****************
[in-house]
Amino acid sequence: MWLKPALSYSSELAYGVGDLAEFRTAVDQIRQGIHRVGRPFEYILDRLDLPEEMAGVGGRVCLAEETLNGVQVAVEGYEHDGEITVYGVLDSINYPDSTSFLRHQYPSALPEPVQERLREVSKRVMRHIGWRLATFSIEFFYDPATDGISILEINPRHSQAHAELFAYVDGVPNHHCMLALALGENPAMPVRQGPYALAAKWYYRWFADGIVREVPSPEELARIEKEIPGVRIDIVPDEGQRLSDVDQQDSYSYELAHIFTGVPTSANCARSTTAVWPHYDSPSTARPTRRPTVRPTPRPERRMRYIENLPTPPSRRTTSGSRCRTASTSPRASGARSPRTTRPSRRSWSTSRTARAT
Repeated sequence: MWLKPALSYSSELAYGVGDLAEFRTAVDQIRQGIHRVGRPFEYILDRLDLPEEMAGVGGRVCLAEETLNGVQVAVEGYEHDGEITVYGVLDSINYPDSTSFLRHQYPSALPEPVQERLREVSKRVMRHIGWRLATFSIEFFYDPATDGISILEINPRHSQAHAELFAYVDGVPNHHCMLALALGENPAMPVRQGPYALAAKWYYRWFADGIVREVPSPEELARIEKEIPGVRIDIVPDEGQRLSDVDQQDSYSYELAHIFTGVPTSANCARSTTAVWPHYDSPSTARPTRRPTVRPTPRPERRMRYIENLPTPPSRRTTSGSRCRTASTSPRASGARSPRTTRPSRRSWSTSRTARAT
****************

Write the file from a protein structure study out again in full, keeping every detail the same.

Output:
[in-house]
Amino acid sequence: MWLKPALSYSSELAYGVGDLAEFRTAVDQIRQGIHRVGRPFEYILDRLDLPEEMAGVGGRVCLAEETLNGVQVAVEGYEHDGEITVYGVLDSINYPDSTSFLRHQYPSALPEPVQERLREVSKRVMRHIGWRLATFSIEFFYDPATDGISILEINPRHSQAHAELFAYVDGVPNHHCMLALALGENPAMPVRQGPYALAAKWYYRWFADGIVREVPSPEELARIEKEIPGVRIDIVPDEGQRLSDVDQQDSYSYELAHIFTGVPTSANCARSTTAVWPHYDSPSTARPTRRPTVRPTPRPERRMRYIENLPTPPSRRTTSGSRCRTASTSPRASGARSPRTTRPSRRSWSTSRTARAT
Repeated sequence: MWLKPALSYSSELAYGVGDLAEFRTAVDQIRQGIHRVGRPFEYILDRLDLPEEMAGVGGRVCLAEETLNGVQVAVEGYEHDGEITVYGVLDSINYPDSTSFLRHQYPSALPEPVQERLREVSKRVMRHIGWRLATFSIEFFYDPATDGISILEINPRHSQAHAELFAYVDGVPNHHCMLALALGENPAMPVRQGPYALAAKWYYRWFADGIVREVPSPEELARIEKEIPGVRIDIVPDEGQRLSDVDQQDSYSYELAHIFTGVPTSANCARSTTAVWPHYDSPSTARPTRRPTVRPTPRPERRMRYIENLPTPPSRRTTSGSRCRTASTSPRASGARSPRTTRPSRRSWSTSRTARAT